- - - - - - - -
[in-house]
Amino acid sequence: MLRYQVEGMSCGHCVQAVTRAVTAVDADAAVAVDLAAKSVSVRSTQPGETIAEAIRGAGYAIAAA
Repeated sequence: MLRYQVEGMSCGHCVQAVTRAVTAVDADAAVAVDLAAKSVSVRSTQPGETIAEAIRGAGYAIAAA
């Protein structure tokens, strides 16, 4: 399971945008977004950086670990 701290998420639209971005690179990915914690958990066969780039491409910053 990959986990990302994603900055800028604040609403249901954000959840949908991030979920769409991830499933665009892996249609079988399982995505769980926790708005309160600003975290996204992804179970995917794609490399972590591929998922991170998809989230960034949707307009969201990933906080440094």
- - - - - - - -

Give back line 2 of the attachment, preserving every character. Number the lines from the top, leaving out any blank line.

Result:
Amino acid sequence: MLRYQVEGMSCGHCVQAVTRAVTAVDADAAVAVDLAAKSVSVRSTQPGETIAEAIRGAGYAIAAA